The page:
There were a few days and weeks that Ford had to take off due to injury. Usually this was when he had tried to work beyond the scheduled training and push too hard. (Great learning opportunity.)

The day came to pick up the race packets. The excitement really began to build. "E" came to Provo several days before the race. The big day came. The runners had to be delivered up to the starting point early.
If I remember correctly, there were over 1,000 runners in the half marathon category. The full marathon runners were starting their route further up the canyon at the Wallsburg turnoff. The weather was cloudy and cool. Not long after dropping them off, it began to mist in the canyon. It rained hard along the route.

Ford, "S," and "E" stretched, warmed up, and then, after a bit of a delay in the start, were off and running. They talked each other through the jitters and excitement of wanting to take off too fast in the beginning. They kept to the pace and strategy that they had worked on. Family members were leapfrogging along the race route to cheer, encourage, and give them support. By the time the runners began exiting the canyon, the rain had stopped. The three of them looked good all the way. They were talking and smiling and giving the "thumbs up." At about the turnoff point from University Avenue into the mall area, "E" got this burst of energy and began a sprint. Ford and "S" pursued. Ford felt great and easily caught up and they crossed the finish line in with great strides. They had not only completed the race and enjoyed the run, they exceeded their goal by running it under 3 hours. For their first time, they felt this was awesome! Most all of us have felt that just training and running the race was awesome. The two daughters have plans to continue running, however Ford said that he was done and will return to his recumbent trike and frisbee.

The response of each of the doctors that Ford has follow-ups with is basically the same. They express amazement at how good he looks, shake their heads when they hear that he has run a half marathon, and are delighted with his continued progress.

That about sums up the response and feelings most of us have. That and an immense feeling of gratitude.

10 September 2010


Greetings to all who might still be keeping an interest in our adventures! A few of you have mentioned the fact that there have been no posts for many months. Apologies to all. Time has moved very fast.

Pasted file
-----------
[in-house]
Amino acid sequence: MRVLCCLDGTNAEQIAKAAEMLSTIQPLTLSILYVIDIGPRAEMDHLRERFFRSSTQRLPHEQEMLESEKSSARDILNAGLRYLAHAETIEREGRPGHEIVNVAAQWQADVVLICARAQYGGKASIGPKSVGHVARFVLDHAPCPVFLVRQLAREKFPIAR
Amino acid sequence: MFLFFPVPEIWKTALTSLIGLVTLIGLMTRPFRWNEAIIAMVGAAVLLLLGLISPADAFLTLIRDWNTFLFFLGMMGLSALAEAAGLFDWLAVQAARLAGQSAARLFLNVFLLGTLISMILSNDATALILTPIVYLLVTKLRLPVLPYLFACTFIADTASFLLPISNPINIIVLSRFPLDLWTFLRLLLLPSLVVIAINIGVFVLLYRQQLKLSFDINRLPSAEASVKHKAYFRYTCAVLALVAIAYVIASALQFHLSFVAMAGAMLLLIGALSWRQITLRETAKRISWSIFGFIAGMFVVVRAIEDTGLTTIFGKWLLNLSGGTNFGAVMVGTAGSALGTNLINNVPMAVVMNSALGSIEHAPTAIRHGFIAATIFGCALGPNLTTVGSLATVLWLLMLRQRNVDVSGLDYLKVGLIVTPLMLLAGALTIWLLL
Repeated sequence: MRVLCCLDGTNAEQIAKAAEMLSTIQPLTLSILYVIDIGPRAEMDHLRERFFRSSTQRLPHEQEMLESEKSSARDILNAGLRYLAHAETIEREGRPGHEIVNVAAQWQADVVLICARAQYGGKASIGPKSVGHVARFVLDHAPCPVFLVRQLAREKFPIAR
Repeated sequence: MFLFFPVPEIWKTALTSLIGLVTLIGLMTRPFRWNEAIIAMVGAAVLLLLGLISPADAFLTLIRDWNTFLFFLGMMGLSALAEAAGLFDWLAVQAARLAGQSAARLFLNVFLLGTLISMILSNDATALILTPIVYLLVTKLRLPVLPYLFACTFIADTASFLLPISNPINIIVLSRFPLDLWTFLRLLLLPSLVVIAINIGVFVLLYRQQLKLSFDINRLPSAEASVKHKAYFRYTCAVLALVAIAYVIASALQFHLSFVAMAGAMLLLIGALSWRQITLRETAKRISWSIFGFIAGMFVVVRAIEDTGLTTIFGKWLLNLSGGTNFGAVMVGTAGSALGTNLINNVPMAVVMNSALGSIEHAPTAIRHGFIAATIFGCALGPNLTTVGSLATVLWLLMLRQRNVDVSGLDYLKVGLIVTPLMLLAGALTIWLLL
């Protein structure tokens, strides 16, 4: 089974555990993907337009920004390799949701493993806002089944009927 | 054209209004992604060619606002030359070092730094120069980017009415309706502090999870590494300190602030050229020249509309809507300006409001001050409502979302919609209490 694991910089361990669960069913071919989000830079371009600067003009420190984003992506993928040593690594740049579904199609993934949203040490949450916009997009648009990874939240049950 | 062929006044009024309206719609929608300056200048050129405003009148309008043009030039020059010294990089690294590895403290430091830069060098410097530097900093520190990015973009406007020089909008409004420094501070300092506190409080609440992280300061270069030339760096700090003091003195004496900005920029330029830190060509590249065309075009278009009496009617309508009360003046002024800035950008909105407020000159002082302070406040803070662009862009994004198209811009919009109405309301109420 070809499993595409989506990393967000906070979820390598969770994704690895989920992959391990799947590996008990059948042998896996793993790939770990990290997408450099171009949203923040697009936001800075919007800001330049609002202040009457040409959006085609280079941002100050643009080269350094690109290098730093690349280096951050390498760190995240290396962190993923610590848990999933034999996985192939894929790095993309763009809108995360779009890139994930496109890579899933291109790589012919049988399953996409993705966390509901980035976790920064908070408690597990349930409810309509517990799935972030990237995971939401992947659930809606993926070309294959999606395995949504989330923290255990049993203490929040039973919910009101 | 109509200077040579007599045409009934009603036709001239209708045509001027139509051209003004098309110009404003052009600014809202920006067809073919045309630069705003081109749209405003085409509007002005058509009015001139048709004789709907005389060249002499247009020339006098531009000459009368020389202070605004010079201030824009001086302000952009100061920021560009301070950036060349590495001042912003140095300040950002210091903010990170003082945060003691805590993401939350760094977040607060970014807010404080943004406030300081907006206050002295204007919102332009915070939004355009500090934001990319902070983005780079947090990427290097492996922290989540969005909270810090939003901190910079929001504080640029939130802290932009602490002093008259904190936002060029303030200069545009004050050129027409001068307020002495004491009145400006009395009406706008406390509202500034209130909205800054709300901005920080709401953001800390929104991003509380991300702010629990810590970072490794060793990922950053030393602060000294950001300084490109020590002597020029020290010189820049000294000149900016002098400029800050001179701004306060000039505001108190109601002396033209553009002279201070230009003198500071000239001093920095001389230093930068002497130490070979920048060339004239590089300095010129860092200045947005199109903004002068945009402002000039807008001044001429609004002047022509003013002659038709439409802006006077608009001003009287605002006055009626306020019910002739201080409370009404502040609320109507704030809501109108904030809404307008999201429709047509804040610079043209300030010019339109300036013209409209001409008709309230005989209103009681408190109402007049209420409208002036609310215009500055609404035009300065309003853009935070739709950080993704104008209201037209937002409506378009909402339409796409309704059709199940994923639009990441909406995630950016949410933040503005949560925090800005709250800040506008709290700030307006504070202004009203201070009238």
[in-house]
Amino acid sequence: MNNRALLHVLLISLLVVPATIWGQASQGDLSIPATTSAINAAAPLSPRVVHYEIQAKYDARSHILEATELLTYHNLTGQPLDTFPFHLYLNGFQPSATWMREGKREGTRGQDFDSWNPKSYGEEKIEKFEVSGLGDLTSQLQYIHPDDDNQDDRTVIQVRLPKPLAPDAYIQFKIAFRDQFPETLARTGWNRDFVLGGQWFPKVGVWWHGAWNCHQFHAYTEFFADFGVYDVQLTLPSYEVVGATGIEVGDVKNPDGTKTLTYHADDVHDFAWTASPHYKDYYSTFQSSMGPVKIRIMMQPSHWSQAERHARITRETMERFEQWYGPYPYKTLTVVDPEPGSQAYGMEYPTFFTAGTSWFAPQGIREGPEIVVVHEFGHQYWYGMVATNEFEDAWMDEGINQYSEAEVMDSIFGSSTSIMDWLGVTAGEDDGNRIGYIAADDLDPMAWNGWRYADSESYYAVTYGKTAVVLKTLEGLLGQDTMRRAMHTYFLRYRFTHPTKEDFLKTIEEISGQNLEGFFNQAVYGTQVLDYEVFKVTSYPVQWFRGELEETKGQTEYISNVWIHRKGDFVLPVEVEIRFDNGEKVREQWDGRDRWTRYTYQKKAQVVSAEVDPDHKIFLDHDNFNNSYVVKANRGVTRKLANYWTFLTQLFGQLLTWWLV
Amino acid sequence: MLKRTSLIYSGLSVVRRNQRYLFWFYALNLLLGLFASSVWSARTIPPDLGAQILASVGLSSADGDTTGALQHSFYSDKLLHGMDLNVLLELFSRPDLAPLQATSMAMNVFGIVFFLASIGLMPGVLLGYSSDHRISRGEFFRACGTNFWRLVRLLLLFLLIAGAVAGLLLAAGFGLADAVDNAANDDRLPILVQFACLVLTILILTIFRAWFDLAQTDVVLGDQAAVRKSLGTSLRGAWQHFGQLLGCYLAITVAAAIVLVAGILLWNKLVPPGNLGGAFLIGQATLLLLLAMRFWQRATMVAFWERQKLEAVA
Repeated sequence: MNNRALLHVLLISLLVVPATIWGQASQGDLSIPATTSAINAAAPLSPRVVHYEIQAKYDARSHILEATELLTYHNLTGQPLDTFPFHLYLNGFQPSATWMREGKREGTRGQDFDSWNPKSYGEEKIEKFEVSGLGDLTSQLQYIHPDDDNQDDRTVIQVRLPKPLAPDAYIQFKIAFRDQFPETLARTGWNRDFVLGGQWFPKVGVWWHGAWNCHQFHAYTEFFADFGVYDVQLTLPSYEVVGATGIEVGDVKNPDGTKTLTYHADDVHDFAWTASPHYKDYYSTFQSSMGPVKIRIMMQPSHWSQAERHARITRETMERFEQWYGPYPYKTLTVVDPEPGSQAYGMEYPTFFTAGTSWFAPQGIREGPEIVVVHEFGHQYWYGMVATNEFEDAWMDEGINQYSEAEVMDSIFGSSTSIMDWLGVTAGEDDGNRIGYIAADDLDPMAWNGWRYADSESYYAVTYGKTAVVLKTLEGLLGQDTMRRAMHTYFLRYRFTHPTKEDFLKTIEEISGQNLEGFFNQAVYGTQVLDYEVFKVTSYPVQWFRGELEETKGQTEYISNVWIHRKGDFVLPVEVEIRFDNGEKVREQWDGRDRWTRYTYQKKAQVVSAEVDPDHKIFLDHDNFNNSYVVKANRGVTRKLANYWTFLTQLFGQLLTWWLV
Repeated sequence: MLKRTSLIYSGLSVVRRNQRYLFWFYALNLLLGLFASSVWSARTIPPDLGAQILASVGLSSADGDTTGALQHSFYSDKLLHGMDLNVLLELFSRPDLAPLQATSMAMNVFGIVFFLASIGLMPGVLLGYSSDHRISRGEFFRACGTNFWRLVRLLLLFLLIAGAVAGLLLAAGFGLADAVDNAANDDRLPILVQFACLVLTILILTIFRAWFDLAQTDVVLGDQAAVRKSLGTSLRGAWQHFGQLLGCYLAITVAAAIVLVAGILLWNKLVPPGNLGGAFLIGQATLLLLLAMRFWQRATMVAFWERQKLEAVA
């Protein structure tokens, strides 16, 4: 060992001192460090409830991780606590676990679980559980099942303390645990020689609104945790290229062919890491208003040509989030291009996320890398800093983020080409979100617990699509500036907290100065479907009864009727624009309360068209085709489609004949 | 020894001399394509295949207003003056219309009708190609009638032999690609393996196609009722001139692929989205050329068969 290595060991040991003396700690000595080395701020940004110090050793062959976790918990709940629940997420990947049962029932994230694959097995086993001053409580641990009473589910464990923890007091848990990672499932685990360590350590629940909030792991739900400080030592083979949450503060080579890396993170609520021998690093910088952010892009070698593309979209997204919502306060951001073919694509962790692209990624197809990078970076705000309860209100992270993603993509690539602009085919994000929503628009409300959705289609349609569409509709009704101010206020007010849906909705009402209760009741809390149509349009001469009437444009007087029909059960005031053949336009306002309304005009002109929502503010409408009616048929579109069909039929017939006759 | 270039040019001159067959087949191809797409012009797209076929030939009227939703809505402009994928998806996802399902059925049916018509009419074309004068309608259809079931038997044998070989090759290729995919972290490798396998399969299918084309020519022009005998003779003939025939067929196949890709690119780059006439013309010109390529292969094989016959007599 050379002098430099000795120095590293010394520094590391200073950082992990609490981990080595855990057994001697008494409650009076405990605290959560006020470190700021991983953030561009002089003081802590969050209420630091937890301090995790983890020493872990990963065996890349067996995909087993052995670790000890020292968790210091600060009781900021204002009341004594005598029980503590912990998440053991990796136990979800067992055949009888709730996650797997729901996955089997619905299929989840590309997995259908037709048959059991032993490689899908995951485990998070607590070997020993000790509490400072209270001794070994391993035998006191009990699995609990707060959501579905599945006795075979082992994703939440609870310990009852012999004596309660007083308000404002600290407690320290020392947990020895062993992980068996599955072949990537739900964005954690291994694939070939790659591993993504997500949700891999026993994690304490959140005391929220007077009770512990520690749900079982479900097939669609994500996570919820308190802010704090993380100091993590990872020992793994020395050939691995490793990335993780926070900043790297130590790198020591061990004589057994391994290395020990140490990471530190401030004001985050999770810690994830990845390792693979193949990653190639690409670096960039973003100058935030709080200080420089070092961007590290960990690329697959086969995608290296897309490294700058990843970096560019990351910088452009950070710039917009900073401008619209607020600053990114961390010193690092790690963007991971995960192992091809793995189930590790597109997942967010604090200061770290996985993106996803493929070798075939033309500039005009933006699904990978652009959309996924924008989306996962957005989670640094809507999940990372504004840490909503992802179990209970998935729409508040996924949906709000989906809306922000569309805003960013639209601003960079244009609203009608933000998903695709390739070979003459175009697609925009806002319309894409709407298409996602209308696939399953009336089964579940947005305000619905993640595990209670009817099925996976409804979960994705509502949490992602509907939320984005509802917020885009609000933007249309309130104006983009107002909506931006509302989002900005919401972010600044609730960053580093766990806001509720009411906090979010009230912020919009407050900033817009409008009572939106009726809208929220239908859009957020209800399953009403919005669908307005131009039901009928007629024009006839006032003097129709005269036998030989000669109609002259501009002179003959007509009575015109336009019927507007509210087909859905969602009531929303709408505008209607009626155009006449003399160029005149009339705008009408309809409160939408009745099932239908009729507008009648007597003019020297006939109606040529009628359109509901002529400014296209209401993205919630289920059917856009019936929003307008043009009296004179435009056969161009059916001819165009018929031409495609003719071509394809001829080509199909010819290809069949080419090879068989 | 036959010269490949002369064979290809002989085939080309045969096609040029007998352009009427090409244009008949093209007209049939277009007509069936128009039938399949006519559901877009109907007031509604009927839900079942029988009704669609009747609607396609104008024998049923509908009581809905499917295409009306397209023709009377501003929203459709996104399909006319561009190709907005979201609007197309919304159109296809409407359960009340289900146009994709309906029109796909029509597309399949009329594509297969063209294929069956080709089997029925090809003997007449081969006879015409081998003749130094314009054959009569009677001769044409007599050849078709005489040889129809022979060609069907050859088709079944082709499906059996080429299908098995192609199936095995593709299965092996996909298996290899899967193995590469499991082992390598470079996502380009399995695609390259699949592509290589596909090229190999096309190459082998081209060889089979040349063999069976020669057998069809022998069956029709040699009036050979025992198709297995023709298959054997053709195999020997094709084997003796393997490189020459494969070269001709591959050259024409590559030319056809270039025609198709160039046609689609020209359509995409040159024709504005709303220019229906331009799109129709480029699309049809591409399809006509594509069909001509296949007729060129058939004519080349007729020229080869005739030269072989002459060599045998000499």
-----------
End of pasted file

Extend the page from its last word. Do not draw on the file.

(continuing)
Since the last post was in June and it is currently September, I have pondered whether to "start from today" or "catch up."

Realizing that starting from today would lead to a number of questions from a lack of background, I've decided to post a brief current status and then attempt to "catch up."

On 12 June 2010, Ford completed his first (and has declared: his last) 1/2 marathon. The last post gave a brief announcement about his accomplishment. I had hopes that Ford himself would sit down and give details. Days turned into weeks and then months and hence, I failed to post any other updates.
(Is that an excuse or disclaimer?) sigh

In January of 2009, when Ford had received the diagnosis of cancer and he decided to receive chemo treatments, we discussed whether it would be prudent to have his braces removed. Not knowing what lie ahead, yet having friends and associates that have experienced extensive vomiting, blistering sores in the mouth and throat, and being overall miserable, having braces would be one more thing to be concerned about. So he had them removed. This turned out to be a very good decision. However, most, if not all, progress that had been made was lost. On 30 August 2010, his braces were put back on. He is dealing with the realities of braces, ie: pain, flossing, broken brackets, loss of freedom of eating many things he enjoys. As is usual for Ford, he is dealing very well with it all.

He also has been experiencing headaches for about 6-8 weeks. As as is also usual for Ford, he revealed that pain to me about week 4. We are currently researching, asking a lot of questions, and trying to determine what to do. More on this later.

Suffice it to say that Ford is looking great, feeling good (with the above exceptions), he is working full time, playing as much as he can, and loving his opportunities to serve in the Provo Temple. On Wednesday, 8 September 2010, we were delighted to be able to recognize and celebrate another birthday with him. Life is sweet and we have much for which we are grateful.

And we still would not trade our experiences with any one else....